Searches made without a search warrant (warrantless searches) are presumed unreasonable and therefore unconstitutional in Pennsylvania, New Jersey, and every other jurisdiction in the United States. There are, however, exceptions to warrantless searches and one of the most major exceptions is the plain view doctrine. The plain view doctrine allows police or law enforcement to seize evidence if the property or item provides the officer with probable cause because it is either contraband (guns, drugs, drug paraphernalia) or is thought to contain contraband. If the officer does seize the item, however, he must be able to explain why the item was seized without the warrant. In the case of an illegal drug, controlled substance, illegal firearm or gun this may be obvious but in the case of alleged drug paraphernalia (Ziplock bags, Scales, container) this may be more difficult.
Originally, the plain view doctrine served as a supplement to an otherwise legal search in which a police officer was acting lawfully under the Fourth Amendment with or without a search warrant. The concept of plain view supplemented other legal doctrines such as hot pursuit, searches incident to lawful arrest, an inventory search, or some other legitimate reason for the federal government’s or state’s presence within a person’s home or car. The Supreme Court, however, in the case of Horton v. California clarified the meaning of the doctrine and now there is no requirement that the illegal item be found inadvertently during the course of an otherwise legal search.
The Court in Texas vs. Brown also ruled that a police officer didn’t have to see an item that was immediately apparent to be criminal but one that the officer believed was or contained contraband. The Court went on to say in Arizona v. Hicks that plain view and a right to seize without a warrant is based on a sum of all of the information available to the officer and the court equated it to a “light bulb” going off in the mind of the officer.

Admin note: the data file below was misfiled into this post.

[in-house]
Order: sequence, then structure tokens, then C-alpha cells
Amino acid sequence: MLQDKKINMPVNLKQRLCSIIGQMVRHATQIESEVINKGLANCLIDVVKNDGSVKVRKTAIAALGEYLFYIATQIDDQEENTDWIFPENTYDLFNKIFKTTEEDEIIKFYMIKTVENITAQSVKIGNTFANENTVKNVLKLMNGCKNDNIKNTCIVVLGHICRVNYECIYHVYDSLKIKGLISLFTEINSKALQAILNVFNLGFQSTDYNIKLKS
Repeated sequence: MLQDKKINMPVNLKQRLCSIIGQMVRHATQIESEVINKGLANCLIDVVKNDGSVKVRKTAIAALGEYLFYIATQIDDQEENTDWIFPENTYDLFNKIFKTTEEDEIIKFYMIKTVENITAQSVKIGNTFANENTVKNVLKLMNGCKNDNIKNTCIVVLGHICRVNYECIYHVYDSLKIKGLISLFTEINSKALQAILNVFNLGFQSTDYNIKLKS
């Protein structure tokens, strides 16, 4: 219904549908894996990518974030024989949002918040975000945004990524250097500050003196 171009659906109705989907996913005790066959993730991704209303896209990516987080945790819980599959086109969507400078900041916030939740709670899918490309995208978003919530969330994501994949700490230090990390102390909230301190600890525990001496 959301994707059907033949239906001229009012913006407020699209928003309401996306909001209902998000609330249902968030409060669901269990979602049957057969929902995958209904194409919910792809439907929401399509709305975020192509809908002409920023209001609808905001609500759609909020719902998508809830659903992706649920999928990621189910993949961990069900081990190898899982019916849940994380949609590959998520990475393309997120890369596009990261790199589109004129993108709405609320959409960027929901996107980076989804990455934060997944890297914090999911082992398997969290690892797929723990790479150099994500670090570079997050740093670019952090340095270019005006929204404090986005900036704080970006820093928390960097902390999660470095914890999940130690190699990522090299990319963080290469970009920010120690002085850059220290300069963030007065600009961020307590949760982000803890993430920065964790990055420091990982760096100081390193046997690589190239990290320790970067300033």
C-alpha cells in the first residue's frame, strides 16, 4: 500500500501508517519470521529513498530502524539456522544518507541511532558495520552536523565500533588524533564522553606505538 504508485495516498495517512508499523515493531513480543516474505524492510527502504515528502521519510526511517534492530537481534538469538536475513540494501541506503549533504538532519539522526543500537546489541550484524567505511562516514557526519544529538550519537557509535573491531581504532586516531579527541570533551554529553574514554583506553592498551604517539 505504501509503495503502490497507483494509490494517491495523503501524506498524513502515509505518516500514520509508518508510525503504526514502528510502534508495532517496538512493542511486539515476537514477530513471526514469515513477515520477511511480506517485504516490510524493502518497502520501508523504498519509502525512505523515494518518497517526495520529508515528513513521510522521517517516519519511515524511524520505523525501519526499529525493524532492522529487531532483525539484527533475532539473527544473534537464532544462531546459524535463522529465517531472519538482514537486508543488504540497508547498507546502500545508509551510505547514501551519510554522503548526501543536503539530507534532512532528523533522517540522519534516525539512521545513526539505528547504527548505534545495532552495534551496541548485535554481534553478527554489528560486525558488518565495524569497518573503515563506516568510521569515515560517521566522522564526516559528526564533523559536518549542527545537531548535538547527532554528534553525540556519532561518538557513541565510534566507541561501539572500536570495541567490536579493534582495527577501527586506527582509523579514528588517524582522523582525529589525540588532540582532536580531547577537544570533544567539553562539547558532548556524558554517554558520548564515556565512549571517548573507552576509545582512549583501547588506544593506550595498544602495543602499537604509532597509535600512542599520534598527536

The plain view doctrine wouldn’t apply where the officer saw, for instance, a metal object partially sticking out of the bag but couldn’t articulate that it was a gun. The doctrine also wouldn’t apply if the officer saw an object that he believed was stolen but had no reason other than his hunch or guess that it was stolen (i.e. a new TV set or stereo). There are cases however where courts have ruled that the seizing of luxury items is permissible where the prosecution established a “logical nexus” between the items seized and the crime being investigated (i.e. new TV and theft).
The burden of proof is always on the prosecution to prove the plain view doctrine applies. Even if an illegal item is found in plain view during a search of a home or a car, those items would be deemed inadmissible if the court found that the stop prior to the search was illegal (traffic stop) or the search was made without probable cause (bad warrant). This is why a motion to suppress evidence is so important because it can negate evidence even if it is found in plain view. Motions to suppress also deal with probable cause to arrest and, again, if a court finds that there wasn’t probable cause to arrest someone; evidence found after that arrest, in plain view (a protective sweep of the home) would also be inadmissible in court.
Remember that the item doesn’t have to be contraband and the prosecution is only required to meet the evidentiary standard necessary to satisfy probable cause (by the preponderance of the evidence as opposed to guilt beyond a reasonable doubt). For more information on probable cause, reasonable suspicion and illegal searches and seizure I encourage you visit my free download section.